Stronger Growth Can't Save Dollar as Policy Risks Rise

The IMF seems to be warning us that U.S. fiscal policy disappointment is coming.

Different expectations.

Photographer: Joshua Roberts/Bloomber

The U.S. gross domestic product report for the second quarter of 2017 confirmed that economic growth accelerated to a 2.6 percent annualized rate from the first quarter's sluggish 1.2 percent pace. That should reassure equity investors, but dollar bulls face a number of significant headwinds, including weak inflation, bearish trading technicals and now potential for U.S. fiscal policy disappointment.

It's been a tough year for the greenback, which has already fallen some 9 percent as measured by the Bloomberg Dollar Spot Index. Add to that the dour outlook issued by the International Monetary Fund, which earlier this week lowered its forecasts for U.S. GDP growth in 2017 to 2.1 percent from 2.3 percent, and cut its outlook for 2018 to 2.1 percent from 2.5 percent.

So how are we to reconcile a faster pace of U.S. economic growth in the second quarter against a backdrop of lower IMF growth expectations through the end of next year? Is the IMF just wildly wrong (as they sometimes are wont to be), or is there something more at play? In truth, the IMF likely reduced its outlook in part because fiscal stimulus seems less likely. This means that a risk of fiscal policy disappointment should be front and center.

While equity markets have been strong and 22,000 seems within reach for the Dow Jones Industrial Average, fiscal policy promises will need to be fulfilled, at least in part, to sustain the rally. The question is, when will stock valuations begin to reflect only a modest corporate tax cut or none at all? That answer is less clear, but the IMF seems to be warning us to expect something that equity markets are content to blissfully ignore: Fiscal policy disappointment is coming. And after a months-long effort by Senate Republicans to pass health legislation collapsed early Friday, measures that stimulate the economy through significant tax cuts or infrastructure spending seem increasingly likely to fail.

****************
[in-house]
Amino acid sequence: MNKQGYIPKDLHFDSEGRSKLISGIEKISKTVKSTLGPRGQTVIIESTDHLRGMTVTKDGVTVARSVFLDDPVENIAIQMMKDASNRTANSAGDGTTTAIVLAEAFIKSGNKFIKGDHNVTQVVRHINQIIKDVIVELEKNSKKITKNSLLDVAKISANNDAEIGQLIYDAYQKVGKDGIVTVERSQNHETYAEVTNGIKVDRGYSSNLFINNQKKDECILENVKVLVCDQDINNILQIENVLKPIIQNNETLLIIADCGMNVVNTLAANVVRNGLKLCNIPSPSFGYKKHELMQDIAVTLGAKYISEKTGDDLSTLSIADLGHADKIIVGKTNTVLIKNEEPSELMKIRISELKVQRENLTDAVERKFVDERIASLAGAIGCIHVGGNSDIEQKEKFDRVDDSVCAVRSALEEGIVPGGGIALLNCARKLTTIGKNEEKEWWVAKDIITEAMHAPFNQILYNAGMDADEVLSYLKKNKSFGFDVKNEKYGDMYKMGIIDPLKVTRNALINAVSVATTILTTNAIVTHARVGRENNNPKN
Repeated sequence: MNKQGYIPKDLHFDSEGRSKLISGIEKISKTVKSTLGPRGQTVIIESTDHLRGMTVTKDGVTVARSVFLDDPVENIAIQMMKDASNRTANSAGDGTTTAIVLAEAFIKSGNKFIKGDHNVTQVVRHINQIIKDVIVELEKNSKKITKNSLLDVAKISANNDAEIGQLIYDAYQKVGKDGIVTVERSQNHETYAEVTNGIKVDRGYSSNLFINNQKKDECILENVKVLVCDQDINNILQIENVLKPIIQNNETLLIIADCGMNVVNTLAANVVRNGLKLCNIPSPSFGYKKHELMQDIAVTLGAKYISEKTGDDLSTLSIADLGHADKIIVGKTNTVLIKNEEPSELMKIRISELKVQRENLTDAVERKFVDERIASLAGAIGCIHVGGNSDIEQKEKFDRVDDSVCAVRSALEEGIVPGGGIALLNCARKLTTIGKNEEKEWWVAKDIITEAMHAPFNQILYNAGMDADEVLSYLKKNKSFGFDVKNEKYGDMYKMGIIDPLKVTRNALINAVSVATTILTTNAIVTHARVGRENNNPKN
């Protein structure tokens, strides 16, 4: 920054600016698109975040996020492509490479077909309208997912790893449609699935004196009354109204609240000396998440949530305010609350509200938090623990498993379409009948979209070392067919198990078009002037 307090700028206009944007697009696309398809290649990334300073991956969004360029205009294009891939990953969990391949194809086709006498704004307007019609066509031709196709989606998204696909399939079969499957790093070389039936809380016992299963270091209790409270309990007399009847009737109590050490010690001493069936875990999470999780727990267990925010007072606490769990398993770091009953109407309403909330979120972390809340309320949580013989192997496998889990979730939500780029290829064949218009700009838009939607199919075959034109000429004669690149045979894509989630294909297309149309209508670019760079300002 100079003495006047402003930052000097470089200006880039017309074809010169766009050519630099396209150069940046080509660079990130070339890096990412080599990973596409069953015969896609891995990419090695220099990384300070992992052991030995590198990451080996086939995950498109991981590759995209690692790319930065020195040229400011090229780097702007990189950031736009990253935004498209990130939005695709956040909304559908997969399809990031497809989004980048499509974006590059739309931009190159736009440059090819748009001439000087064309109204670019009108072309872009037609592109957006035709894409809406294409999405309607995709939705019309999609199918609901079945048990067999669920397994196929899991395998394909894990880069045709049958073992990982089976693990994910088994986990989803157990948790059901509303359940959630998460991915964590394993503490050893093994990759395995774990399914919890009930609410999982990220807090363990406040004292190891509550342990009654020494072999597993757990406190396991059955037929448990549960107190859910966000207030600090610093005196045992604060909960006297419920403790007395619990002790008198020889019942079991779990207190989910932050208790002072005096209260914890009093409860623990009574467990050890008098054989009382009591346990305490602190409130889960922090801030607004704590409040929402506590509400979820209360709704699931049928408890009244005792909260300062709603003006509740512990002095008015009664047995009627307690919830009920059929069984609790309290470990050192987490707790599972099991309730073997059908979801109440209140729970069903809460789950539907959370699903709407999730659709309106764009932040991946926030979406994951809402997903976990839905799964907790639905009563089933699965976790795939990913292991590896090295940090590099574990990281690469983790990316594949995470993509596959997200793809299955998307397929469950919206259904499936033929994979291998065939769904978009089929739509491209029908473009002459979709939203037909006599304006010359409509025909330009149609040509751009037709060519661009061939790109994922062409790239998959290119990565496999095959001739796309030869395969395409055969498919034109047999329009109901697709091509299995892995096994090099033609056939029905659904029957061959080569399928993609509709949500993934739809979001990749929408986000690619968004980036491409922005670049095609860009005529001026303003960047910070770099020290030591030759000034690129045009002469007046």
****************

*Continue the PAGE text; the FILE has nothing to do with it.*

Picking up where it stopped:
This policy risk and the IMF's latest outlook supports the narrative of a weaker dollar, especially because it was countered by increased euro-zone forecasts. Dollar bulls could be set up for further disappointment next week, given upside fundamental risks for euro-area data. This week, the July German Ifo rose to 116, which marked the third straight month that it set a new all-time high. This means that the euro-area manufacturing PMI -- a leading data point of overall euro-zone economic growth -- is likely to show a 49th consecutive month of expansion with a potential acceleration when it is released next week.

Meanwhile, its U.S. counterpart -- the ISM Manufacturing Index -- will probably show an expansion for July but at a slower pace than seen in June, given the deceleration in the Empire Manufacturing and Philadelphia Fed Manufacturing indexes.

PMI dynamics will help set the cadence for dollar trading against the euro in the coming month. Even with this week's solid U.S. GDP report and focus on the Federal Reserve, euro fundamentals could present some upside constraints for dollar. Moving average trading patterns, as well as the unbroken trend of lower highs and lower lows in place since the beginning of the year, seem to indicate that dollar weakness is not over.

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